Computational Electromagnetics Research Laboratory
Modeling of Nonlinear and Passive Devices in Three-Dimensional TLM Networks
Lucia Cascio, University of Victoria, 1998.
The increase in clock rate and integration density in modern IC technology leads to complex interactions among different parts of the circuit. These interactions are poorly represented with traditional lumped circuit design methodologies. Traditional CAD tools, such as SPICE, provide very accurate models for a large variety of active devices, but their description of the passive part of the circuit is progressively becoming insufficient, as the frequencies of the signals increase. Problems such as dispersion, crosstalk and package effects require a full electromagnetic approach in order to predict their impact on the final response of the circuit. On the other hand, the application of a full-wave numerical method for the analysis of a complete device containing nonlinear elements is nonsustainable with the present computer capabilities. The spatial and time discretization steps required to accurately model the nonlinear part of the device are much smaller than those necessary to describe the distributed part of the circuit.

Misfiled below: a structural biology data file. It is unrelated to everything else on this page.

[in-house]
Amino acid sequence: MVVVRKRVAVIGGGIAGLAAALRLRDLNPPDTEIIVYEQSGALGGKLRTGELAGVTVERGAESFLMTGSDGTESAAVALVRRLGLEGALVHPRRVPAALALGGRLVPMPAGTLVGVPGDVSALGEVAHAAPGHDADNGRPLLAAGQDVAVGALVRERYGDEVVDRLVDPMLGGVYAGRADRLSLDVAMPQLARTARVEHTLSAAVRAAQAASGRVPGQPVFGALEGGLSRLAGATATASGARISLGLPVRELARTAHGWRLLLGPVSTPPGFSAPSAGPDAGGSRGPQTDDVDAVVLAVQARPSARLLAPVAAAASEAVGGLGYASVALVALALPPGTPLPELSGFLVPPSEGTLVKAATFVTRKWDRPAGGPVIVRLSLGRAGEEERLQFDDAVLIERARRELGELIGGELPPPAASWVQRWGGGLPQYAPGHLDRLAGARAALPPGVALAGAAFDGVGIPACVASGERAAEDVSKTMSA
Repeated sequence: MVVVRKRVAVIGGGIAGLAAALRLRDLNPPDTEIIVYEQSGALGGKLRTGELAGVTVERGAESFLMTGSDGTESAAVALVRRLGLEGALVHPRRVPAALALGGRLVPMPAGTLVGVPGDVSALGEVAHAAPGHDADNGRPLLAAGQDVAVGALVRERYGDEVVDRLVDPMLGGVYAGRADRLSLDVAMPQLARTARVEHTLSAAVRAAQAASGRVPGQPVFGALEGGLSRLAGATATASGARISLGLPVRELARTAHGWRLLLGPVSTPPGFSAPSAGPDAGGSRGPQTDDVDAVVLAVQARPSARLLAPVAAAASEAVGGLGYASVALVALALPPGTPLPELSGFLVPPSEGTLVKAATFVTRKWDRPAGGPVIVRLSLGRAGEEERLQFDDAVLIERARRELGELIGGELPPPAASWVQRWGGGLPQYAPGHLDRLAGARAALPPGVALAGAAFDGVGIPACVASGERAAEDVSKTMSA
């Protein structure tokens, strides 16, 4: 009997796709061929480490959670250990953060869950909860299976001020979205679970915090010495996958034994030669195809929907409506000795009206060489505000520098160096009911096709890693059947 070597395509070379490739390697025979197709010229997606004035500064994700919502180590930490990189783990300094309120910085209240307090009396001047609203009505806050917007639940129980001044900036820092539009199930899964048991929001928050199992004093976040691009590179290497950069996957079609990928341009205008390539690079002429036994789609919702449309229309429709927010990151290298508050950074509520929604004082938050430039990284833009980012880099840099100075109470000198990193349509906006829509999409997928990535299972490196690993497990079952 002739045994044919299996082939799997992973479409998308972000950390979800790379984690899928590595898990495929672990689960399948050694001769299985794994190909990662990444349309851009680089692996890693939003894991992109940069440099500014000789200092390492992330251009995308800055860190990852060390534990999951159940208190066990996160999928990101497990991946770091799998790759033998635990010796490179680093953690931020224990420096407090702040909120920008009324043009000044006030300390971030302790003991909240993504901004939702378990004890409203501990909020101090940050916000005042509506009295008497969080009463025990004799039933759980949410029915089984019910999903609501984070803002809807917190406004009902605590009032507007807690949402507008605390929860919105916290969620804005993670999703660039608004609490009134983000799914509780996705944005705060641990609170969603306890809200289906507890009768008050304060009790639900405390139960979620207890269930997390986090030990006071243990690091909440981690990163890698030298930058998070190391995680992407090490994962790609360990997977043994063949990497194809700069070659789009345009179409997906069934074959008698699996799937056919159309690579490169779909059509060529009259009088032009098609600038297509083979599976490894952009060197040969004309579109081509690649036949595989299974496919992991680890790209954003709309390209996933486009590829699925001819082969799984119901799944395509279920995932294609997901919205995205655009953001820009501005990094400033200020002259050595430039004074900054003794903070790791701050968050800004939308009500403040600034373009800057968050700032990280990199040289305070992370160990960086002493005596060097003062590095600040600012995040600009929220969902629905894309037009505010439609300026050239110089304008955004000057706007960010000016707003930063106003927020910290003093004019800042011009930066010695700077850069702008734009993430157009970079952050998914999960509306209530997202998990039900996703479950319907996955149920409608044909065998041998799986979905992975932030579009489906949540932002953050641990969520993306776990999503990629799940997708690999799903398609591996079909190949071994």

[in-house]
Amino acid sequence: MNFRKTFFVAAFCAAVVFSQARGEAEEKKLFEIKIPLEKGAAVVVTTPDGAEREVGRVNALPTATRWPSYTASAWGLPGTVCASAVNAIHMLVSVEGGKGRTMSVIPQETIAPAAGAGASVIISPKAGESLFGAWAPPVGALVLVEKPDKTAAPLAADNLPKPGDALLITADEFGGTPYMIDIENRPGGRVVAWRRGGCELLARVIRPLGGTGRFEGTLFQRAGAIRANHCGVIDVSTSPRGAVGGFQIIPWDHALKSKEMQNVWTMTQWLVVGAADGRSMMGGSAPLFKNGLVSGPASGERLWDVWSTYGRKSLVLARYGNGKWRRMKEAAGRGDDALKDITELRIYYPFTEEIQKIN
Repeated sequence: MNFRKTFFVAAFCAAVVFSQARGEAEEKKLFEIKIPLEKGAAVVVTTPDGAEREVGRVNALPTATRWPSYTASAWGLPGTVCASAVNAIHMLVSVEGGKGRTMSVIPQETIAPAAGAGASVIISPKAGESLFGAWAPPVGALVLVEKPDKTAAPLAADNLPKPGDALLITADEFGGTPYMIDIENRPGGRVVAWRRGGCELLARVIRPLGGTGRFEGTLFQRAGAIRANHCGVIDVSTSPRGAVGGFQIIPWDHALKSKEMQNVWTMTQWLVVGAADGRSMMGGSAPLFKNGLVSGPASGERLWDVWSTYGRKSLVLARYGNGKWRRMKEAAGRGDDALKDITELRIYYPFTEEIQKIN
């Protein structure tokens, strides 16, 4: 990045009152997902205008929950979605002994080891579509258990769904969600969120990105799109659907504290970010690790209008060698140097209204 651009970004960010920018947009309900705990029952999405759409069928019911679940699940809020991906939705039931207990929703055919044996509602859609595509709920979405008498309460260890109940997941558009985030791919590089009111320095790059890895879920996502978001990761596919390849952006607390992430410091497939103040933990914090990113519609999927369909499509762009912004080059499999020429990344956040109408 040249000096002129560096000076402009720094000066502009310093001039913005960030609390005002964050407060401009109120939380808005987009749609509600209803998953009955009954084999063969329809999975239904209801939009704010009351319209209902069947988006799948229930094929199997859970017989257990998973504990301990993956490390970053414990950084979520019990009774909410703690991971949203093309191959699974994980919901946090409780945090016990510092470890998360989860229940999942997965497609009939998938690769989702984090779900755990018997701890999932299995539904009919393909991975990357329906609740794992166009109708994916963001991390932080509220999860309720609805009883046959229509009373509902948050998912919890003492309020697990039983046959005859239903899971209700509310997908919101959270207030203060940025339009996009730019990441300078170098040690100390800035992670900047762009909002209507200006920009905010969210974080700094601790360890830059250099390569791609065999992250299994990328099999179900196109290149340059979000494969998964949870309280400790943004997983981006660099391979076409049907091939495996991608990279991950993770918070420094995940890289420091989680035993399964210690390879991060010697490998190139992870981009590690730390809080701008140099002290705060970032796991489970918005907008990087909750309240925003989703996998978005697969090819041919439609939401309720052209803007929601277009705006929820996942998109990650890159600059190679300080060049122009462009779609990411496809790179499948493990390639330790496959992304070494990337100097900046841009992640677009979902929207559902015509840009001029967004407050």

In the present thesis, the possibility of modeling nonlinear devices with the three-dimensional TLM method has been explored; a new procedure has been successfully developed and implemented, linking the equivalent circuit representation of the nonlinear device to the transmission line model of the electromagnetic fields in the TLM network. No restrictions are applied on the size of the device, which can thus occupy more than a TLM cell. In order to model devices embedded in heterogeneous media, a modification of the TLM node and relative scattering matrix has also been proposed. In view of linking the TLM field solver with a lumped element circuit CAD tool, the modified TLM scattering algorithm has remained independent of the specific device connected to the mesh.
The general methodology shown in this thesis appears to be a promising approach to solve a large variety of electromagnetic problems containing nonlinear elements.
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